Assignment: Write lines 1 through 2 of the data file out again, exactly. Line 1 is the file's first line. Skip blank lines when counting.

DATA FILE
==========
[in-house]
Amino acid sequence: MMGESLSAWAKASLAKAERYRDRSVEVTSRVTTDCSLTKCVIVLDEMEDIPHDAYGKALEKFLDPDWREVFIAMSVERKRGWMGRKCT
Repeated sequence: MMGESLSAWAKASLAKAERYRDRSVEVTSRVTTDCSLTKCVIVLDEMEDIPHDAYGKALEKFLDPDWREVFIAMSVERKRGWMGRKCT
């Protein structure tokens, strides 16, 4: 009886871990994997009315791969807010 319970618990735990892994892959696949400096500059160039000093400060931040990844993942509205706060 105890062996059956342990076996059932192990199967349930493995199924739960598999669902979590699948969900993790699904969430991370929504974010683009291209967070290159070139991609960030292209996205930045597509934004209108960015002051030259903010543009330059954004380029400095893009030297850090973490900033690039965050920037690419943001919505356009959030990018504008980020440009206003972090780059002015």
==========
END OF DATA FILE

[in-house]
Amino acid sequence: MMGESLSAWAKASLAKAERYRDRSVEVTSRVTTDCSLTKCVIVLDEMEDIPHDAYGKALEKFLDPDWREVFIAMSVERKRGWMGRKCT